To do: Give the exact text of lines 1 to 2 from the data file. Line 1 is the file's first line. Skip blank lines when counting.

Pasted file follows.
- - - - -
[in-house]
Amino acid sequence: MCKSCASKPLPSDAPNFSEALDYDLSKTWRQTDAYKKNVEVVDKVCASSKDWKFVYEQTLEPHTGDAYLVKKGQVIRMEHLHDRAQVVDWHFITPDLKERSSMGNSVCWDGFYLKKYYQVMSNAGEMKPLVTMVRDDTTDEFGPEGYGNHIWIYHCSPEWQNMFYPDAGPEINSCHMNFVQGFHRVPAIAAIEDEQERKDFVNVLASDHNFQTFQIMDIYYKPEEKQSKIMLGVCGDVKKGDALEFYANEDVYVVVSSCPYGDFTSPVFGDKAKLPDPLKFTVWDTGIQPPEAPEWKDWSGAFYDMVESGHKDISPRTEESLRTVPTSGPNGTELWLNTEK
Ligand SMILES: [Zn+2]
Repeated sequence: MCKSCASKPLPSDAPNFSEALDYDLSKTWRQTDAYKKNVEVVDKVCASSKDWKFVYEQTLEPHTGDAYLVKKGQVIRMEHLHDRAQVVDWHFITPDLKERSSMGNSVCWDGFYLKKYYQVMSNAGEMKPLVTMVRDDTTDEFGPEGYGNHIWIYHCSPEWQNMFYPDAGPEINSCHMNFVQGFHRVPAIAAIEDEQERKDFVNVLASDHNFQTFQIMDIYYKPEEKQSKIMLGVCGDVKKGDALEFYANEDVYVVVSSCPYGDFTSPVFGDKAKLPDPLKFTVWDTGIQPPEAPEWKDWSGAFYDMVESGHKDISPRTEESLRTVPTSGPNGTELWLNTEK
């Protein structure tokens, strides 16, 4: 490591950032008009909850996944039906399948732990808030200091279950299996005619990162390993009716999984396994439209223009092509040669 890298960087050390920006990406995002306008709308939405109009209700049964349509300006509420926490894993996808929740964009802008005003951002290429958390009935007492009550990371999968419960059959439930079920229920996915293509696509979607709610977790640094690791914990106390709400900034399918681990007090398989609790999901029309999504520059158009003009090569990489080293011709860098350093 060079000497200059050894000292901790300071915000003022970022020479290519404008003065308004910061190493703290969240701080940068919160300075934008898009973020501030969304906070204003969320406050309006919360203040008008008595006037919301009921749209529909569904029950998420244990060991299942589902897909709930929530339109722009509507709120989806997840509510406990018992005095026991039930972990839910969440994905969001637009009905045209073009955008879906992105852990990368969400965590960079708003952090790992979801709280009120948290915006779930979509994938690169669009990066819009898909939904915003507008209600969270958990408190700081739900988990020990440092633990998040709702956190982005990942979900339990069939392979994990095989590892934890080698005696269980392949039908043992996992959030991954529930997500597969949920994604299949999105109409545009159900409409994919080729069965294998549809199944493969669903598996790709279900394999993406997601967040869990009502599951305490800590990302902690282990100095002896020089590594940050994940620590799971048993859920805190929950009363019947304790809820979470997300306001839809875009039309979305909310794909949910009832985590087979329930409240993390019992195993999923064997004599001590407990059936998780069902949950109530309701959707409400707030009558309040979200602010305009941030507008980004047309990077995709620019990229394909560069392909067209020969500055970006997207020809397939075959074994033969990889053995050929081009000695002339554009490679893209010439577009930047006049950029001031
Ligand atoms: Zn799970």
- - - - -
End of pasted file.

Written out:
[in-house]
Amino acid sequence: MCKSCASKPLPSDAPNFSEALDYDLSKTWRQTDAYKKNVEVVDKVCASSKDWKFVYEQTLEPHTGDAYLVKKGQVIRMEHLHDRAQVVDWHFITPDLKERSSMGNSVCWDGFYLKKYYQVMSNAGEMKPLVTMVRDDTTDEFGPEGYGNHIWIYHCSPEWQNMFYPDAGPEINSCHMNFVQGFHRVPAIAAIEDEQERKDFVNVLASDHNFQTFQIMDIYYKPEEKQSKIMLGVCGDVKKGDALEFYANEDVYVVVSSCPYGDFTSPVFGDKAKLPDPLKFTVWDTGIQPPEAPEWKDWSGAFYDMVESGHKDISPRTEESLRTVPTSGPNGTELWLNTEK